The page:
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Phoronix Test Suite

OpenBenchmarking.org

Intel Sandy Bridge Performance Goes Up Again

Michael Larabel

Published on 31 March 2011
Written by Michael Larabel
Page 6 of 6 - 31 Comments

Lightsmark is also a big winner when running the latest Linux kernel code.

Not only is the performance much faster with the latest Linux kernel code and the not-yet-merged LLC caching patches, but in the Core i3 2100 and Core i5 2500K testing I haven't yet run into any regressions or other problems as a result of the new code. It will now be interesting to see how the Intel Linux performance compares to Windows when time allows.

While the improvements are nice, it will be a while before this new code is widespread. The Linux 2.6.39 kernel will not even be out until May and it will not be found in Fedora 15 or Ubuntu 11.04. Only after that will the LLC caching code be merged into Linux 2.6.40, which will then be released in July or August. Most users will be left waiting until the second half of 2011 when Ubuntu 11.10, Fedora 16, and other distributions hit their next rounds. Users can manually upgrade their kernel (and Mesa too, since Ubuntu 11.04 is using Mesa 7.10.x), but that is not advised for novice desktop users as it can cause repercussions in other areas of your system. Regardless, these performance improvements experienced for Intel Sandy Bridge within the open-source Linux driver and it will be interesting to see what other improvements are delivered.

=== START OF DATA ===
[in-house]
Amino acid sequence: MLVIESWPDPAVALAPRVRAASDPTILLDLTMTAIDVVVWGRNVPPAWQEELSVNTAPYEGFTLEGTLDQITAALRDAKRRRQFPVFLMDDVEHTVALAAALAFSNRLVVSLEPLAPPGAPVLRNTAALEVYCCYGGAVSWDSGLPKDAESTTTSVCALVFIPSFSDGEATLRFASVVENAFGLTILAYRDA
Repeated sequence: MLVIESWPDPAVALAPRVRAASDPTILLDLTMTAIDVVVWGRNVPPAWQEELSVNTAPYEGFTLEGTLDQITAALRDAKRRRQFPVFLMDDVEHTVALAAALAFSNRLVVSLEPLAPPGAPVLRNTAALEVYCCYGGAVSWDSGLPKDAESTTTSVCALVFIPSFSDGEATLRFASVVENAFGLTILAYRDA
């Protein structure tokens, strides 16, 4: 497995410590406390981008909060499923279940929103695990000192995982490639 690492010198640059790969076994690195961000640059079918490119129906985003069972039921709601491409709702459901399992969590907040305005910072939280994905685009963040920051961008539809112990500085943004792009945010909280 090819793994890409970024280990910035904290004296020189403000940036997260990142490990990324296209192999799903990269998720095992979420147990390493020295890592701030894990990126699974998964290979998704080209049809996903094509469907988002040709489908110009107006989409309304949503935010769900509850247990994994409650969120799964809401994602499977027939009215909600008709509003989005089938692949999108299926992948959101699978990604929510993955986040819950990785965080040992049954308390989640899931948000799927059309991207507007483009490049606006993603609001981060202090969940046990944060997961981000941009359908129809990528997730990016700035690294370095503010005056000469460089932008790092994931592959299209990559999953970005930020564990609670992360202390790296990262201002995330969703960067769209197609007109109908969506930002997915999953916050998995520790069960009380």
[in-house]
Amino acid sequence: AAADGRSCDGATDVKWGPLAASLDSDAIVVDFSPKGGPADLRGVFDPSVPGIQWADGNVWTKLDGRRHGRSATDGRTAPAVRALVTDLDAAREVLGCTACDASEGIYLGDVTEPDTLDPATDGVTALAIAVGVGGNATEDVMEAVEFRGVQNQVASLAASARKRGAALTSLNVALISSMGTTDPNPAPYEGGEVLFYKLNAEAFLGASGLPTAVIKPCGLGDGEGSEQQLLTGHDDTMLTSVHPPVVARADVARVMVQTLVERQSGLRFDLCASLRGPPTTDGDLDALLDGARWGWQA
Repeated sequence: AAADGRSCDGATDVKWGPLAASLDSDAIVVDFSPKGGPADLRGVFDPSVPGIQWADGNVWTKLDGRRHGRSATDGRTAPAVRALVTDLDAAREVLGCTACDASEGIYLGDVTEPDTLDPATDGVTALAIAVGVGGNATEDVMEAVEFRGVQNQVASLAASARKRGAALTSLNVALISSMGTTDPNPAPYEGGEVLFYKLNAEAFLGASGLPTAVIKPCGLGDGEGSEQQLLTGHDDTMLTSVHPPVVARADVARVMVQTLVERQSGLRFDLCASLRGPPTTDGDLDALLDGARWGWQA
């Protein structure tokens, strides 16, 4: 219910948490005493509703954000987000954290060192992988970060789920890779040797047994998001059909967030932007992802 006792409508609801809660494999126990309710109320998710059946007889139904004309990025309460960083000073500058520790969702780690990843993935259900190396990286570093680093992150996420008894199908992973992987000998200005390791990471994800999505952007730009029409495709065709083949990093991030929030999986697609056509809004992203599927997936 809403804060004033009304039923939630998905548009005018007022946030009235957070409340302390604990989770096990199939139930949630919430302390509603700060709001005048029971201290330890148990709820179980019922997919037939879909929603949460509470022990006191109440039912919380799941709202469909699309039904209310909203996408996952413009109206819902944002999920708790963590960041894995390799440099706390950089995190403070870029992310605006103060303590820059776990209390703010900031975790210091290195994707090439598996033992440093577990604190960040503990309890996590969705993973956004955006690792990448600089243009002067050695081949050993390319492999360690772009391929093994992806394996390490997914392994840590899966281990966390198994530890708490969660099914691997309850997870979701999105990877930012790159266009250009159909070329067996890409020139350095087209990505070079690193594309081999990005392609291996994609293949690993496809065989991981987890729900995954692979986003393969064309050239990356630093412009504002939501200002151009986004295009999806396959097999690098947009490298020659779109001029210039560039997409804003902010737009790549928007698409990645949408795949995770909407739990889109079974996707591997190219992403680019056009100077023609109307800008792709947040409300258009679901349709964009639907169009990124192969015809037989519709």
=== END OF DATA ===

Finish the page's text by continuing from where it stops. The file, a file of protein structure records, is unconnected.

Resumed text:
As Sandy Bridge also provides VA-API H.264 video decoding support (and encoding support for Linux is also said to be coming soon), these newest Core i3/i5/i7 CPUs from Intel are turning out to be a very compelling offer for Linux users once all of the relevant code finally lands and is available to the masses.

More results from the LLC caching tests can be found on OpenBenchmarking.org for the Intel Core i3 2100 and Intel Core i5 2500K.

About The Author
Michael Larabel is the principal author of Phoronix.com and founded the web-site in 2004 with a focus on enriching the Linux hardware experience and being the largest web-site devoted to Linux hardware reviews, particularly for products relevant to Linux gamers and enthusiasts but also commonly reviewing servers/workstations and embedded Linux devices. Michael has written more than 10,000 articles covering the state of Linux hardware support, Linux performance, graphics hardware drivers, and other topics. Michael is also the lead developer of the Phoronix Test Suite, Phoromatic, and OpenBenchmarking.org automated testing software. He can be followed via and or contacted via .
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